There’s nothing that matters as much as location when you are buying a property to rent. Indeed, your tenants will be looking for houses or flats that are ideally placed for them to go to work and to visit their family and relatives. This means that you will find it easier to rent a town flat than a barn in the countryside. But more importantly, when you are looking at location, you need to take the local facilities into consideration, such as whether there is a school or not, shops, and a medical surgery. Additionally, the quality of the public transport in the area will influence the tenant’s decision to rent or not, especially if they rely on bus or train transport to go to work or school. 

#7. Not Budgeting Renovations

Renovation projects are necessary but expensive. In average, over half of homeowners don’t budget their projects correctly and find themselves having to pay twice as much than what they first expected. One in five homeowners will fit a new bathroom or a new kitchen as their first renovation project, whether they are looking to buy a house to sell or rent. Bathrooms and kitchens are among the most expensive rooms to upgrade. However, they are also rarely taken into consideration at the time of the property purchase. Additionally, 47% of buyers will consider upgrading the bedroom too, and 43% will look at changing the living room. To put it in other words, not budgeting these renovations at the time of purchase can not only make it difficult to pay the mortgage on the property but will also create a lasting negative ROI.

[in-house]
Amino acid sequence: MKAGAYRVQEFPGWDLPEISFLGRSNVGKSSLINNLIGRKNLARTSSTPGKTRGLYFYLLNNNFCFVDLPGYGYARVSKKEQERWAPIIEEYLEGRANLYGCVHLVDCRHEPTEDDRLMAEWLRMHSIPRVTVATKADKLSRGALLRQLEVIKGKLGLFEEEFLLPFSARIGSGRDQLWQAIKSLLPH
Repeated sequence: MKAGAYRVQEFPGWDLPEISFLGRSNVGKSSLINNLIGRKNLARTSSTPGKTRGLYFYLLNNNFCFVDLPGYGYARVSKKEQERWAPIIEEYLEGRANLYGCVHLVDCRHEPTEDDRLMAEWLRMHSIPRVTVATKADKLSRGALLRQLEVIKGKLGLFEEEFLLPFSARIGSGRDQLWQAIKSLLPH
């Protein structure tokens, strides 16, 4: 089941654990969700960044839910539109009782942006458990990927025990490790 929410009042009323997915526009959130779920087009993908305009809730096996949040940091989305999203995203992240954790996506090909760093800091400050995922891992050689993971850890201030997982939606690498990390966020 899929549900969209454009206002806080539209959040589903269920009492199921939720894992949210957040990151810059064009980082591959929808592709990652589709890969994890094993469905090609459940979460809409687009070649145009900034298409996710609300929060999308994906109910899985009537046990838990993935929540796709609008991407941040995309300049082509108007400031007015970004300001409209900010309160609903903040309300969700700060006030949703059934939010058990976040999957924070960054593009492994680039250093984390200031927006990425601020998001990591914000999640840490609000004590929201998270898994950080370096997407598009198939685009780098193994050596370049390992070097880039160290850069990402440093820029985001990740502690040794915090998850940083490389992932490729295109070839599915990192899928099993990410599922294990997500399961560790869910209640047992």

#8. Not Taking The Right Insurance

Homeowners take a home insurance, while landlords pick a landlord insurance that protects them from the damages caused by hazardous tenancy. However, there is more than one type of insurances, and it’s essential that you understand exactly what you need. For instance, an earthquake insurance is an additional insurance that you need to take if your property is in an earthquakes zone. Additionally, flooding insurances can sometimes come as a separate insurance, in some regions. Don’t miss out on protection because you think that the insurance is unnecessarily expensive!

#9. Not Setting The Appropriate Price

When it comes to building your wealth using real estate, price is key to your success. It needs to be the right price too. If your tenancy or selling price is too low, it’s likely that potential tenants and buyers will be suspicious about the property. Make it too high, and they will run away. So, as you decide to set up a price, it’s best to compare with similar properties on the market, as well as to research the current prices in your locations.